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Always wondered about that high altitude stuff. Makes sense now!!

Well done WB! This all sounds like the basis of a cracking book to me.....get writing....!!

(Don't forget your PPRuNe chums in the dedications )

p.s. its chucking it down in the North West....
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Old 30th Apr 2002, 12:59
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Fun in the Sun

Hi Whirley,

I'm going to come on over to do the B206 stuff. Can you keep the info and i'll get it off you when you return. Is the one that advertises in Pilot (Rotoraviation)?

What was the transition course cost on top of the $125p/h

All the best and enjoy.
Simonknightuk
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Old 30th Apr 2002, 21:13
  #131 (permalink)  

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Rotorhorn,

Concerning high altitude stuff, I felt exactly the same way. It doesn't mean much when you learn to fly in the UK - power requirements are all a bit theoretical. Here it's all too real, and when I saw that rotor RPM just dropping and dropping, and the poor little heli just not able to fly, with the collective really high up, it really brought it home to me. Good stuff.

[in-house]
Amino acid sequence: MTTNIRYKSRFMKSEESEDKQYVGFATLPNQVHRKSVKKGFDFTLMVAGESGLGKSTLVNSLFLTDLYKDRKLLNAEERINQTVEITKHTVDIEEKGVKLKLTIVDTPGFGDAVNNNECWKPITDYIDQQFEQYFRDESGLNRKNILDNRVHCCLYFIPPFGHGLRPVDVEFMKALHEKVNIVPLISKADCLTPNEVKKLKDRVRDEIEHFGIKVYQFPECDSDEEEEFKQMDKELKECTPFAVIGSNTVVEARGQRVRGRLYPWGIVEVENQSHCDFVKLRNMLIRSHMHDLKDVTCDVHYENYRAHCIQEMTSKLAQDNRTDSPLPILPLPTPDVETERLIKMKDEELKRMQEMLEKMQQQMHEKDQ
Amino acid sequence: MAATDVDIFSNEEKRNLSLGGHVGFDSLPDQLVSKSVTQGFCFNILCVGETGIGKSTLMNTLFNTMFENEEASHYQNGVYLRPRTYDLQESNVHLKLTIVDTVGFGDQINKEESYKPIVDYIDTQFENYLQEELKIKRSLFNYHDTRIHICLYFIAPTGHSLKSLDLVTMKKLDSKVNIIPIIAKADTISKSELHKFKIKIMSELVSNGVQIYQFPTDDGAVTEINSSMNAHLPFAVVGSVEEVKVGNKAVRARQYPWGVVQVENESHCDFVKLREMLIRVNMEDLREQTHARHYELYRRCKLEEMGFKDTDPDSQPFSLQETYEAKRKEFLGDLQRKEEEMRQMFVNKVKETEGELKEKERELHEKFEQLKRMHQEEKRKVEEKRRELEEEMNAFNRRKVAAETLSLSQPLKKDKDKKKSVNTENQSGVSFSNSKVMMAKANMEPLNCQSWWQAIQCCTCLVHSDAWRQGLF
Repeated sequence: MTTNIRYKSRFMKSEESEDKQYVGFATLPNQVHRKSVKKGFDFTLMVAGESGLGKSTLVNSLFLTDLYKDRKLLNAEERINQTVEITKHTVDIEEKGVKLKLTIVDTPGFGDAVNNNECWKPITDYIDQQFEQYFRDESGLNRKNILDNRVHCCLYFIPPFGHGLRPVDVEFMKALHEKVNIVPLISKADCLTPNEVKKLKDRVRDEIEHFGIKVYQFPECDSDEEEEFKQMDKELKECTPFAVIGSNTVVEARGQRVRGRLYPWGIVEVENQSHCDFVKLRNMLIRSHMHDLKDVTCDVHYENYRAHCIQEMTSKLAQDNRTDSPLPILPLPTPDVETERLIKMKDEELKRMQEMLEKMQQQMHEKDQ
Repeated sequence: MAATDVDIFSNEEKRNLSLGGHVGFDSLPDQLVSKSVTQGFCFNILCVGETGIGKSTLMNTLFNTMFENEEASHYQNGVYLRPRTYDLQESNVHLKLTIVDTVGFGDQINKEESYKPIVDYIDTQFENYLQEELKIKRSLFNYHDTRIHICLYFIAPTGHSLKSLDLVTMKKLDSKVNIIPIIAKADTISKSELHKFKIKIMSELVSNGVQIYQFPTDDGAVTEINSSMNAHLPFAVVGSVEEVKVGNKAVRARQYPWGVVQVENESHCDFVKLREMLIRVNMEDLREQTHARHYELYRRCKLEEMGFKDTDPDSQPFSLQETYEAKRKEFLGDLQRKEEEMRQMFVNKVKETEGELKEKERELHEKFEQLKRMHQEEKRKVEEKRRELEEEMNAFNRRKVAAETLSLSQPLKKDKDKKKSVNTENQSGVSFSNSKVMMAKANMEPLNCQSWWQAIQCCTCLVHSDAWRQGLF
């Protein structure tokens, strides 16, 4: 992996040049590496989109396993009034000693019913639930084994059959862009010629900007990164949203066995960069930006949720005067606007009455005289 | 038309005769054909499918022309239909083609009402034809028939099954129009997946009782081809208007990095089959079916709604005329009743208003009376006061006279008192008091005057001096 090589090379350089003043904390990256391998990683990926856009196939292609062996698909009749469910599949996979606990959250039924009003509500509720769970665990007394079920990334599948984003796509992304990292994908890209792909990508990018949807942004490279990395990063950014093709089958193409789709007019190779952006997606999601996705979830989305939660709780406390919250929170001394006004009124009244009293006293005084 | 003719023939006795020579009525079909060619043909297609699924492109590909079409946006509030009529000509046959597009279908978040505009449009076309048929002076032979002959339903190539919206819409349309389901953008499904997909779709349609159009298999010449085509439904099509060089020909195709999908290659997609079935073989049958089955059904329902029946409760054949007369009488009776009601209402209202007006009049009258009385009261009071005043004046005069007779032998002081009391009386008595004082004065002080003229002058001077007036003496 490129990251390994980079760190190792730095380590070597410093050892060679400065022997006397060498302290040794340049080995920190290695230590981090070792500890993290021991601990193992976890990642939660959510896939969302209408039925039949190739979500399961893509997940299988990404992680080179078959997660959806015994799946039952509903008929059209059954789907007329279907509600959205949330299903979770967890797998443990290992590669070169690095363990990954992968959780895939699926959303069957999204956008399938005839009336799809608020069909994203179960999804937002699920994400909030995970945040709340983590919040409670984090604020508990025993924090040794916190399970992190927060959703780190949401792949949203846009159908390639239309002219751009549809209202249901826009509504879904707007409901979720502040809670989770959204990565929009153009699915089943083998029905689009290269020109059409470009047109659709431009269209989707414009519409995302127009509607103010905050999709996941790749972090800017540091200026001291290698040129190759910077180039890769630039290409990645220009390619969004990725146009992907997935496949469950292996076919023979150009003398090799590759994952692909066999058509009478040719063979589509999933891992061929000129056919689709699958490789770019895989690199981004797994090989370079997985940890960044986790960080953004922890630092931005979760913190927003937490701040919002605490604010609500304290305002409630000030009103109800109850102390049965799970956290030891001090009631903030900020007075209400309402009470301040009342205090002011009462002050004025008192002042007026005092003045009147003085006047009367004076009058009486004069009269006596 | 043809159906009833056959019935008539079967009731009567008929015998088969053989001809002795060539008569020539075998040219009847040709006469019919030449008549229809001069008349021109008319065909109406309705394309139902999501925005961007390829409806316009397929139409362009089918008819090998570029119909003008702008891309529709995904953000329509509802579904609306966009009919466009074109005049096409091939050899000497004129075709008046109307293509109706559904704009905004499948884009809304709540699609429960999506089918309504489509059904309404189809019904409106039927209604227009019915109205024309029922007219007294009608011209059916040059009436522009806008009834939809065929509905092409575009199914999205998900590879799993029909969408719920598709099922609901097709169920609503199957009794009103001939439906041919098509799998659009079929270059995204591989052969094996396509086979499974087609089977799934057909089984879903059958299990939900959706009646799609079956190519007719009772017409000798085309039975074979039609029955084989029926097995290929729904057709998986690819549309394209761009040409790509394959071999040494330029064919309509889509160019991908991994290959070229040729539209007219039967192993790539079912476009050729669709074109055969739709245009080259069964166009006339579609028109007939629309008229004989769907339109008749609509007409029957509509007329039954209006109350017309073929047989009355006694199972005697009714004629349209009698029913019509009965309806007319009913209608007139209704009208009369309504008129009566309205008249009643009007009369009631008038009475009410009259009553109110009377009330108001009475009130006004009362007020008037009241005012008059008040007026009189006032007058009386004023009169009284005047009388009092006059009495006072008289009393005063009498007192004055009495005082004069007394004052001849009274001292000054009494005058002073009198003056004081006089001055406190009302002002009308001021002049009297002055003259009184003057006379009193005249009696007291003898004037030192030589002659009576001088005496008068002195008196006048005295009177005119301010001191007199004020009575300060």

Simon,

Rotor Aviation do indeed advertise in Pilot. But there's often a problem with e-mailing Kevin; phoning him on his mobile was the best way for me. They don't do the B206 stuff, but will arrange it for you. It's $120 an hour, and the transition is $1320 for ten hours ground school, two hours flying, and the B206 book. But you don't do any start-ups for real, only simulated. It seemed really good, and good value, but it may be better to do the B206 conversion back home. I wouldn't feel confident about the start-up on my own. But Phillippe said I'd be fine, and my problem was lack of confidence, which is possible. When I've seen what I have to do to get it on my UK licence, I'll let you know.

Tuesday 30th April
Last day. Packed my stuff, and said goodbye to Irene, the lady I've been staying with, who's become almost a substitute mum! Went to Long Beach Flying School, and did 0.9 hrs in a C152 - landings not great, otherwise my 8 month layoff doesn't mean I've forgotten how to fly. Instructor commented how light I was on the controls - of course I am; I'm an R22 pilot. Anyway, it was fun, and the 3 takeoffs and landings means I'm legal to take passengers in the UK.